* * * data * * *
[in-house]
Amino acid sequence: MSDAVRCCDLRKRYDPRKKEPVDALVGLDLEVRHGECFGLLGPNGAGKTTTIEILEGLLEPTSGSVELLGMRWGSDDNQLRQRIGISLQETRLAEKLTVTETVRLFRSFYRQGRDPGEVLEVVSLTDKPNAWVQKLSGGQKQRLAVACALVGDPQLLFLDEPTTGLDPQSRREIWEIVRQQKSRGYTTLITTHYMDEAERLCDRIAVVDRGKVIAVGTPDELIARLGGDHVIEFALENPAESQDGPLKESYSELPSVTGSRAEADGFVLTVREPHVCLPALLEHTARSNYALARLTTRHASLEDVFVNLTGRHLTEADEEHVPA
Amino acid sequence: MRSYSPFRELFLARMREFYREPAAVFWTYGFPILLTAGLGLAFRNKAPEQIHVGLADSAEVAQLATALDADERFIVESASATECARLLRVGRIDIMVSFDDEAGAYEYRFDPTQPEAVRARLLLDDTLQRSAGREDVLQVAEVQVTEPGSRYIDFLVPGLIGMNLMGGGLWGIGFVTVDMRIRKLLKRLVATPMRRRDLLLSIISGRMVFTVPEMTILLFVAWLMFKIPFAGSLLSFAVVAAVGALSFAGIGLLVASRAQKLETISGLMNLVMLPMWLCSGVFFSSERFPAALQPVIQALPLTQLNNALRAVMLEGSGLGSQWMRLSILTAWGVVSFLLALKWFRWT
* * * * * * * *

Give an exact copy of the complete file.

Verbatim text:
[in-house]
Amino acid sequence: MSDAVRCCDLRKRYDPRKKEPVDALVGLDLEVRHGECFGLLGPNGAGKTTTIEILEGLLEPTSGSVELLGMRWGSDDNQLRQRIGISLQETRLAEKLTVTETVRLFRSFYRQGRDPGEVLEVVSLTDKPNAWVQKLSGGQKQRLAVACALVGDPQLLFLDEPTTGLDPQSRREIWEIVRQQKSRGYTTLITTHYMDEAERLCDRIAVVDRGKVIAVGTPDELIARLGGDHVIEFALENPAESQDGPLKESYSELPSVTGSRAEADGFVLTVREPHVCLPALLEHTARSNYALARLTTRHASLEDVFVNLTGRHLTEADEEHVPA
Amino acid sequence: MRSYSPFRELFLARMREFYREPAAVFWTYGFPILLTAGLGLAFRNKAPEQIHVGLADSAEVAQLATALDADERFIVESASATECARLLRVGRIDIMVSFDDEAGAYEYRFDPTQPEAVRARLLLDDTLQRSAGREDVLQVAEVQVTEPGSRYIDFLVPGLIGMNLMGGGLWGIGFVTVDMRIRKLLKRLVATPMRRRDLLLSIISGRMVFTVPEMTILLFVAWLMFKIPFAGSLLSFAVVAAVGALSFAGIGLLVASRAQKLETISGLMNLVMLPMWLCSGVFFSSERFPAALQPVIQALPLTQLNNALRAVMLEGSGLGSQWMRLSILTAWGVVSFLLALKWFRWT